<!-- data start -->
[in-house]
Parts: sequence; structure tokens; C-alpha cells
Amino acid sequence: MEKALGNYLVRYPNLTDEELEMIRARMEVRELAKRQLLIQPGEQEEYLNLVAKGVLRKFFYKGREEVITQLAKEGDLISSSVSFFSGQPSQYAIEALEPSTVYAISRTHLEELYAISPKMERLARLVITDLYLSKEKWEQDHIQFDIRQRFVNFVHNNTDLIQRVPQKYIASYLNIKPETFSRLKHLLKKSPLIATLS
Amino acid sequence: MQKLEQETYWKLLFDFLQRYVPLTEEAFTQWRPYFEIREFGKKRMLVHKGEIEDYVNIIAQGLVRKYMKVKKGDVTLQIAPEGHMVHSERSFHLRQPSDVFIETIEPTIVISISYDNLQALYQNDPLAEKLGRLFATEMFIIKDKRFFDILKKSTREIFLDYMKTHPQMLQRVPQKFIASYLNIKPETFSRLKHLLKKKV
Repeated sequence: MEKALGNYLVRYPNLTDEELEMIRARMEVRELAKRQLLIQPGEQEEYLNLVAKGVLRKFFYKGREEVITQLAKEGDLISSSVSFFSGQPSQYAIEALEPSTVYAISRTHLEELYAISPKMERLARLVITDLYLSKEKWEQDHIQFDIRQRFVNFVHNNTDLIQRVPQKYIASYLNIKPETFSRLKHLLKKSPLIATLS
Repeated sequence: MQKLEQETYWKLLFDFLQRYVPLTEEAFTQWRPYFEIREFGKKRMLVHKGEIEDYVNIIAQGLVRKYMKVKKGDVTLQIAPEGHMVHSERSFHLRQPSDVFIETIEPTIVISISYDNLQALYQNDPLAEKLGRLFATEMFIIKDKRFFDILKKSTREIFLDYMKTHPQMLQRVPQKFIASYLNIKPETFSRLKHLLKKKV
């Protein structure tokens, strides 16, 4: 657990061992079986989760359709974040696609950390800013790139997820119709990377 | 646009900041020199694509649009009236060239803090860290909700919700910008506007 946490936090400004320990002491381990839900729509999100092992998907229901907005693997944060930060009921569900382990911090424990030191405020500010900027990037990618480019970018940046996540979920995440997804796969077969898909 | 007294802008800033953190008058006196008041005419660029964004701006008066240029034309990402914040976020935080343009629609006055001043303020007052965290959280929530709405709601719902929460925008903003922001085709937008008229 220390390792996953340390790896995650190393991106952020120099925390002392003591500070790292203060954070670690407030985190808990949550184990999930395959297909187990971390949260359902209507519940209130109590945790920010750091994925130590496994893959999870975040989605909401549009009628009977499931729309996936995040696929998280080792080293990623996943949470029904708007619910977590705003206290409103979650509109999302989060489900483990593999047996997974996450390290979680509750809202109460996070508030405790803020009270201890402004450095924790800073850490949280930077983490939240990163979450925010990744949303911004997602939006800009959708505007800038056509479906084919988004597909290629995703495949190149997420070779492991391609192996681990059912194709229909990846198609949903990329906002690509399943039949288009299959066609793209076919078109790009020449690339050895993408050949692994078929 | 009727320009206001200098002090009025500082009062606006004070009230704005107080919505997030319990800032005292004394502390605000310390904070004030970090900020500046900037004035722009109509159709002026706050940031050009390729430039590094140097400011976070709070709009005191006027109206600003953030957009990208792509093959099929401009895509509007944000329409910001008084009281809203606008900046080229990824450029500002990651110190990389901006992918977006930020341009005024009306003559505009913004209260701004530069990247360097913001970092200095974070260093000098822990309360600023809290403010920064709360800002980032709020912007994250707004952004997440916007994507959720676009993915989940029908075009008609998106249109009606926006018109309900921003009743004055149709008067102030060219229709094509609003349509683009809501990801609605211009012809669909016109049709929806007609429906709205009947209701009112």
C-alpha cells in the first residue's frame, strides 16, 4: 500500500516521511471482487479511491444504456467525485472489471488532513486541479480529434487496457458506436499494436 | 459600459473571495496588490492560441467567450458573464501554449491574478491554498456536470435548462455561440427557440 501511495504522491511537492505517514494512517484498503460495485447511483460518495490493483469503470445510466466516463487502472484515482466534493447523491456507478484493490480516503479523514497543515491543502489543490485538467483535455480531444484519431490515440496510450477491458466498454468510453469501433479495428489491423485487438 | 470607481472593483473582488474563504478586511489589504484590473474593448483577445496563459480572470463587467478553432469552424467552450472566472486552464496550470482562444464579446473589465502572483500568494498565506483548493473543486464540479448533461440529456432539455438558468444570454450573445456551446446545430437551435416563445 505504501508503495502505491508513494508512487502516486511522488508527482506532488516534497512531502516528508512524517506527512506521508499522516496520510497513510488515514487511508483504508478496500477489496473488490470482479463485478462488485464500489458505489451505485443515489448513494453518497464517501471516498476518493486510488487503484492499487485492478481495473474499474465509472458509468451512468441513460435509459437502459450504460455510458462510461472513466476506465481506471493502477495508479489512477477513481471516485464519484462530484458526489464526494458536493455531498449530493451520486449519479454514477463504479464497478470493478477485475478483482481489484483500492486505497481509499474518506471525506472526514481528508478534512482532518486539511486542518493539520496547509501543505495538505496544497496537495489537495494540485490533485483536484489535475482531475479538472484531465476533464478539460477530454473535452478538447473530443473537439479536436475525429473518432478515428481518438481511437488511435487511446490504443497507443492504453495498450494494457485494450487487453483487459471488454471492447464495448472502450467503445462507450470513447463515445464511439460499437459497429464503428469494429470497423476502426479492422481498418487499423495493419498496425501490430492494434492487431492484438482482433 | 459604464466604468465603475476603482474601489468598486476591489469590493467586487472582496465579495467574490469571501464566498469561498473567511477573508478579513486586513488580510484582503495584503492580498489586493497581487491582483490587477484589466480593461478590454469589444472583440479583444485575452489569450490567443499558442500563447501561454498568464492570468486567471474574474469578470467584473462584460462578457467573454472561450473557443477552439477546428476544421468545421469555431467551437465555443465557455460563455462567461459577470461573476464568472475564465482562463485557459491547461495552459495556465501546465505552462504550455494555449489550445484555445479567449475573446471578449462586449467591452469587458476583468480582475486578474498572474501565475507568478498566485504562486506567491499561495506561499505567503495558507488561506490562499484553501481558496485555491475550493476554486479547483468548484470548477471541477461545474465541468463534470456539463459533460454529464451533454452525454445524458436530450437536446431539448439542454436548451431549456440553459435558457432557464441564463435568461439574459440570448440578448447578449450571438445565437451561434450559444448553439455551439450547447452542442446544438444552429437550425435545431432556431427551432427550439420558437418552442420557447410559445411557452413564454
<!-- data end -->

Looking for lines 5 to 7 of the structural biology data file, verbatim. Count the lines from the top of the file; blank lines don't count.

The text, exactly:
Repeated sequence: MEKALGNYLVRYPNLTDEELEMIRARMEVRELAKRQLLIQPGEQEEYLNLVAKGVLRKFFYKGREEVITQLAKEGDLISSSVSFFSGQPSQYAIEALEPSTVYAISRTHLEELYAISPKMERLARLVITDLYLSKEKWEQDHIQFDIRQRFVNFVHNNTDLIQRVPQKYIASYLNIKPETFSRLKHLLKKSPLIATLS
Repeated sequence: MQKLEQETYWKLLFDFLQRYVPLTEEAFTQWRPYFEIREFGKKRMLVHKGEIEDYVNIIAQGLVRKYMKVKKGDVTLQIAPEGHMVHSERSFHLRQPSDVFIETIEPTIVISISYDNLQALYQNDPLAEKLGRLFATEMFIIKDKRFFDILKKSTREIFLDYMKTHPQMLQRVPQKFIASYLNIKPETFSRLKHLLKKKV
């Protein structure tokens, strides 16, 4: 657990061992079986989760359709974040696609950390800013790139997820119709990377 | 646009900041020199694509649009009236060239803090860290909700919700910008506007 946490936090400004320990002491381990839900729509999100092992998907229901907005693997944060930060009921569900382990911090424990030191405020500010900027990037990618480019970018940046996540979920995440997804796969077969898909 | 007294802008800033953190008058006196008041005419660029964004701006008066240029034309990402914040976020935080343009629609006055001043303020007052965290959280929530709405709601719902929460925008903003922001085709937008008229 220390390792996953340390790896995650190393991106952020120099925390002392003591500070790292203060954070670690407030985190808990949550184990999930395959297909187990971390949260359902209507519940209130109590945790920010750091994925130590496994893959999870975040989605909401549009009628009977499931729309996936995040696929998280080792080293990623996943949470029904708007619910977590705003206290409103979650509109999302989060489900483990593999047996997974996450390290979680509750809202109460996070508030405790803020009270201890402004450095924790800073850490949280930077983490939240990163979450925010990744949303911004997602939006800009959708505007800038056509479906084919988004597909290629995703495949190149997420070779492991391609192996681990059912194709229909990846198609949903990329906002690509399943039949288009299959066609793209076919078109790009020449690339050895993408050949692994078929 | 009727320009206001200098002090009025500082009062606006004070009230704005107080919505997030319990800032005292004394502390605000310390904070004030970090900020500046900037004035722009109509159709002026706050940031050009390729430039590094140097400011976070709070709009005191006027109206600003953030957009990208792509093959099929401009895509509007944000329409910001008084009281809203606008900046080229990824450029500002990651110190990389901006992918977006930020341009005024009306003559505009913004209260701004530069990247360097913001970092200095974070260093000098822990309360600023809290403010920064709360800002980032709020912007994250707004952004997440916007994507959720676009993915989940029908075009008609998106249109009606926006018109309900921003009743004055149709008067102030060219229709094509609003349509683009809501990801609605211009012809669909016109049709929806007609429906709205009947209701009112």